Authors:, , ,
- Dept. of Developmental Genetics, Philipps University Marburg, Karl-von-Frisch-Str. 8, 35043 Marburg, Germany
Date: March, 2020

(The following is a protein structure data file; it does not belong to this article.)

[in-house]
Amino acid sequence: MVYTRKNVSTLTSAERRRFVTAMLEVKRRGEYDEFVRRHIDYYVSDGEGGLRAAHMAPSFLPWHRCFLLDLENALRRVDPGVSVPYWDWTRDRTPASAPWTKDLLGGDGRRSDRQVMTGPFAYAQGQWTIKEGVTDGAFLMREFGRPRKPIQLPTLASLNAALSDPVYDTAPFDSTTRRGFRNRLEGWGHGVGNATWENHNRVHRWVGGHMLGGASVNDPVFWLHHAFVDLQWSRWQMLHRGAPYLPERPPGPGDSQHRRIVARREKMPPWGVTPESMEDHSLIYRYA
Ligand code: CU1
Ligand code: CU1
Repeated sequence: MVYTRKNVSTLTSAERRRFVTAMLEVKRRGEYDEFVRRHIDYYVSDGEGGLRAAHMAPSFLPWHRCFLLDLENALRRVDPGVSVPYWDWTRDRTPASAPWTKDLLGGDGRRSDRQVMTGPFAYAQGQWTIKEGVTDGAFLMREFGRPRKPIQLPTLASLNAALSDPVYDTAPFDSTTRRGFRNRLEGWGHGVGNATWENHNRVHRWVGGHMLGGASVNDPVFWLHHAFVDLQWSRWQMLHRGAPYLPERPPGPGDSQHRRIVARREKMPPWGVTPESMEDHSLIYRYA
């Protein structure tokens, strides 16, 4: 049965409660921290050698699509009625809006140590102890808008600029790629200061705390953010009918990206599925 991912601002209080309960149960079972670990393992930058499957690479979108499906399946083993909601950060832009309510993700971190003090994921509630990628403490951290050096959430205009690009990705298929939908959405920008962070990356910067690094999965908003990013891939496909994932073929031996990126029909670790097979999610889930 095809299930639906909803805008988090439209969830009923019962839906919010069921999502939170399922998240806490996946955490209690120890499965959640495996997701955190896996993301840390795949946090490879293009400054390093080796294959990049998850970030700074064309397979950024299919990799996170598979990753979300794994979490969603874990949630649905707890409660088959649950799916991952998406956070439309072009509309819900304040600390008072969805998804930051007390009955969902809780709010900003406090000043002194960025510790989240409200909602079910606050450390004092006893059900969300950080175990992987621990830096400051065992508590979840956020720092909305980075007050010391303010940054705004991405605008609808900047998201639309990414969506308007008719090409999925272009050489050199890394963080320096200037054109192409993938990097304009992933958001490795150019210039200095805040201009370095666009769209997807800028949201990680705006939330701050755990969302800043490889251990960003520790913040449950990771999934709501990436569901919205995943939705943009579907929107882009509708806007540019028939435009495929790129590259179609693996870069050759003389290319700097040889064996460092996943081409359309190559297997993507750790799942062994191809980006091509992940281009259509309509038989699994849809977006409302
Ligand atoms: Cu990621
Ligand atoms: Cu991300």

In the Drosophila testis, a group of stromal cells termed hub provides multiple niche signals for the surrounding germline and somatic stem cells. Stem cells of both populations compete for physical retention in the niche, and stem cell clones unable to transduce any one niche signal are rapidly eliminated by differentiation. We have recently mapped the transcriptomes of isolated somatic cyst stem cells and differentiated cyst cells, and found that the stem cells but not their differentiated progeny activate an immune response involving the NF-κB transcription factor Relish (Rel). Here we show i) that Rel activation is not required for stemness but occurs physiologically in “losers” of stem cell competition, ii) that loss of Rel or the upstream receptor Toll suppresses loser elimination irrespective of how loser fate was induced, and iii) that clonal Rel activation is sufficient for the displacent of neutral or winner cells from the niche, even if the winners otherwise retain stem cell properties. This generalized mechanism for the elimination of “loser” stem cells may mask the compound nature of stem cell behaviour, and instead generate the impression of a binary cell fate decision between stemness and differentiation.